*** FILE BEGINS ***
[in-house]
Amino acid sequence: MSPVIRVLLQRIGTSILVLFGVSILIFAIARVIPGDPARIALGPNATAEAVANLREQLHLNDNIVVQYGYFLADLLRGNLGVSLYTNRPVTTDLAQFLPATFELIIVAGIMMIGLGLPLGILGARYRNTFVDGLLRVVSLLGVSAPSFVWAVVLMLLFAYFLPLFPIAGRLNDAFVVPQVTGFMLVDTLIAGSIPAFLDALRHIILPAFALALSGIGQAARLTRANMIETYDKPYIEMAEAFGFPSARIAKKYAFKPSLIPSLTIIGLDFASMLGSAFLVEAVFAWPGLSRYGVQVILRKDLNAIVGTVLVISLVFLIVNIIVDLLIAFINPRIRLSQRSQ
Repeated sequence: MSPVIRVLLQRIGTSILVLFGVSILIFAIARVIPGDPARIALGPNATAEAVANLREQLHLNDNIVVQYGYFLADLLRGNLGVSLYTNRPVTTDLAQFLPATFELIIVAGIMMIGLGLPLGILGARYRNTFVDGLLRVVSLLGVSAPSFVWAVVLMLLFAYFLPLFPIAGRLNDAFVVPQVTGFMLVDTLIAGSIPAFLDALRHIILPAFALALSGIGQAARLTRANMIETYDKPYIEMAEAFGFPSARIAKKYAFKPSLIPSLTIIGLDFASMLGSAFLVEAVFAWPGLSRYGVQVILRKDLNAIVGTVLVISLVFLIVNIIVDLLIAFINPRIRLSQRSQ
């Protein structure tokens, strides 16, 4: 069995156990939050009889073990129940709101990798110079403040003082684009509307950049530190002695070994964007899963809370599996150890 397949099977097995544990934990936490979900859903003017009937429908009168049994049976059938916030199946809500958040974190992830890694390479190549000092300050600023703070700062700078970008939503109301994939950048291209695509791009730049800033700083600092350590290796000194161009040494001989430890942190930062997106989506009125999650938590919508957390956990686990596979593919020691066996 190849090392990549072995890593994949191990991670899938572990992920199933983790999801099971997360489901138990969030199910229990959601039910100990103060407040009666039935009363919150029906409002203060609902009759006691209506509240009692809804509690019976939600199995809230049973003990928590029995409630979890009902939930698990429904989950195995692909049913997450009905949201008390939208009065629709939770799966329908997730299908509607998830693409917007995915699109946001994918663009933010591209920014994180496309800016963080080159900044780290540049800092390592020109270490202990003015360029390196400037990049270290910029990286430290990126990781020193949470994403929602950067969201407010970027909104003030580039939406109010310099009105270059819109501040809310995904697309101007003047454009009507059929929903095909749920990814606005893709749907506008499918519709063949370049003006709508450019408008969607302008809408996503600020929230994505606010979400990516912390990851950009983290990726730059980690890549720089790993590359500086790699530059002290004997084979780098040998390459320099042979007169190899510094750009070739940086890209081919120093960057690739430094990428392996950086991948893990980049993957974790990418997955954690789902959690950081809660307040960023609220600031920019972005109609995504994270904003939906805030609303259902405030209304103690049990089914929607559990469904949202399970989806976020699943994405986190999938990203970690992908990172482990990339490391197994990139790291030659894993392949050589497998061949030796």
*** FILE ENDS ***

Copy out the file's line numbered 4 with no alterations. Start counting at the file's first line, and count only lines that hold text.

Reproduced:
């Protein structure tokens, strides 16, 4: 069995156990939050009889073990129940709101990798110079403040003082684009509307950049530190002695070994964007899963809370599996150890 397949099977097995544990934990936490979900859903003017009937429908009168049994049976059938916030199946809500958040974190992830890694390479190549000092300050600023703070700062700078970008939503109301994939950048291209695509791009730049800033700083600092350590290796000194161009040494001989430890942190930062997106989506009125999650938590919508957390956990686990596979593919020691066996 190849090392990549072995890593994949191990991670899938572990992920199933983790999801099971997360489901138990969030199910229990959601039910100990103060407040009666039935009363919150029906409002203060609902009759006691209506509240009692809804509690019976939600199995809230049973003990928590029995409630979890009902939930698990429904989950195995692909049913997450009905949201008390939208009065629709939770799966329908997730299908509607998830693409917007995915699109946001994918663009933010591209920014994180496309800016963080080159900044780290540049800092390592020109270490202990003015360029390196400037990049270290910029990286430290990126990781020193949470994403929602950067969201407010970027909104003030580039939406109010310099009105270059819109501040809310995904697309101007003047454009009507059929929903095909749920990814606005893709749907506008499918519709063949370049003006709508450019408008969607302008809408996503600020929230994505606010979400990516912390990851950009983290990726730059980690890549720089790993590359500086790699530059002290004997084979780098040998390459320099042979007169190899510094750009070739940086890209081919120093960057690739430094990428392996950086991948893990980049993957974790990418997955954690789902959690950081809660307040960023609220600031920019972005109609995504994270904003939906805030609303259902405030209304103690049990089914929607559990469904949202399970989806976020699943994405986190999938990203970690992908990172482990990339490391197994990139790291030659894993392949050589497998061949030796």